Often times we implement a Content Management System (CMS) such as WordPress or Drupal for the underlying framework of a website. Doing so allows the end-user to have the means to update their website content whenever needed. There are other situations where WordPress or Drupal are not the answer, and a custom solution is necessary.
When to Use WordPress
The strength in WordPress lies in the administrative user interface (UI), which is focused on being super user-friendly, making it easy for anyone to get up to speed rather quickly. We tend to choose WordPress for smaller, brochure websites which are mainly 3-5 page websites along with a blog. A great example would be a small business looking to merely have a web presence.
With WordPress, the owner of the website can easily update the content of pages, add new sub-pages, and post blog entries. In doing so, the user is empowered to keep content fresh, which in turn, lends itself to higher rankings with search engines. Search engines favor a website with an active blog over a static website with no new content.
When to Use Drupal
Drupal has the capabilities WordPress does, but on steroids. The UI is not as slick as WordPress. However, it shifts the focus from the end-user and empowers the web developer to do more, without having to create custom modules, which requires programming. The basis of leveraging Drupal in this manner lies in using a powerful core module called “Taxonomies”.
From Drupal’s documentation, “Organizing content with taxonomies“:
“Taxonomy is the practice of classifying content. It will come in handy for everything from menu and navigation schemes to view and display options. Taxonomy should be driven by the business requirements of your website, with an eye towards possible future functional expansion.”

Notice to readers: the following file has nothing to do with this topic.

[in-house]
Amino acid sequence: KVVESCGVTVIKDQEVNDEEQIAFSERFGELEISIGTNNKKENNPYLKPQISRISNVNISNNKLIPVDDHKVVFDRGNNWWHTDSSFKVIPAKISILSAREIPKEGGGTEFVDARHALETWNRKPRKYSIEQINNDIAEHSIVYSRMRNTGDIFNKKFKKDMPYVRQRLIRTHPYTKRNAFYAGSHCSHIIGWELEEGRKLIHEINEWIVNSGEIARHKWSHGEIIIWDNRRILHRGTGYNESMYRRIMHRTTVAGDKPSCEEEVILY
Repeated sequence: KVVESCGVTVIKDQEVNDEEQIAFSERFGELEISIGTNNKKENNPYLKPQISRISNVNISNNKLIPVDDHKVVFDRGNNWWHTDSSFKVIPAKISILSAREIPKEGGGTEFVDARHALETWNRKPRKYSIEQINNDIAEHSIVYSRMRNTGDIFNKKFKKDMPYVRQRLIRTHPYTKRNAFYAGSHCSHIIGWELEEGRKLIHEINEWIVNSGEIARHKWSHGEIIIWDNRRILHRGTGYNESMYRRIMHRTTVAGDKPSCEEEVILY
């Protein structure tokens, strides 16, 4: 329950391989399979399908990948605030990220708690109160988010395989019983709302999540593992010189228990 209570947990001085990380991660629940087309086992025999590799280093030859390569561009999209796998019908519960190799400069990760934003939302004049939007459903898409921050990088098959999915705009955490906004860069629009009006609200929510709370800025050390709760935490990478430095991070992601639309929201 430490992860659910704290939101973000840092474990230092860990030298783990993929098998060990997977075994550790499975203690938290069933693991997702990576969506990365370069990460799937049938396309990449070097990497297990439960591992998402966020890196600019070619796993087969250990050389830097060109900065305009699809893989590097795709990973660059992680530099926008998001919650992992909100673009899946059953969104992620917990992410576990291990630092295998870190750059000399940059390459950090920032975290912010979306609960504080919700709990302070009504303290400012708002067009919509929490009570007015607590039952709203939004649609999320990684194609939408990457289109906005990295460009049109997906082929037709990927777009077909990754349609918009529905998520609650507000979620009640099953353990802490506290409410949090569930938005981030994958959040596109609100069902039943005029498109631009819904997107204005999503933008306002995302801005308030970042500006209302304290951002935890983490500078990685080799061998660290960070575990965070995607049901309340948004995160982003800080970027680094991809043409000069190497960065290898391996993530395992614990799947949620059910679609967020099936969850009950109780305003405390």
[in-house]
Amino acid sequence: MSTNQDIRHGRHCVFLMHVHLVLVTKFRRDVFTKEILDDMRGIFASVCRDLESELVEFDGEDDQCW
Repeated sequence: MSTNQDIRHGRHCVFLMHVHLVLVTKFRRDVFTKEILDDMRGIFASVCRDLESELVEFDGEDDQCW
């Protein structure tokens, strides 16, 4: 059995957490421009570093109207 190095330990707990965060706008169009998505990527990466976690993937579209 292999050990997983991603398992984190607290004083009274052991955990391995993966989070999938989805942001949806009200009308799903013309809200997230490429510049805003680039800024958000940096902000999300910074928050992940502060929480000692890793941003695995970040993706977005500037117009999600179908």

So, the takeaway point here is that Drupal allows for custom development, without the need for the developer to touch any, or very little code. Custom module development may still be necessary, but the developer still has access to everything in Drupal’s powerful toolbox. In turn, this decreases the time it takes to develop a custom solution.
When to Implement a Custom Solution
A custom solution entails in having the developer create a unique custom-tailored codebase supporting an architecture which departs from a traditional website. At this point, we can reclassify the website as being a full-fledged web application.
A good example of this would be a system which drives core operations within an industry such as a manufacturing plant, or a health provider. Usually a good portion of the “website” is built around an administrative area, or an intranet, where only authenticated users have access. Perhaps the interface allows for heavy integration with existing internal systems, tying the components together in providing detailed reports, or the management of core operations.
Implementing a custom solution takes more time, but allows for the delivery of a system which caters to all of the requirements, without limitations, which may come up when using pre-canned solutions such as WordPress or Drupal.
As anything in life, there are multiple ways to get things done. However it’s the developer’s responsibility to choose what is best for the job, and what’s best for the customer, in cost and ease of use… all the while allowing for future expansion. If you or your business are embarking on a new website, or would like to restructure what you already have, feel free to contact us with any questions.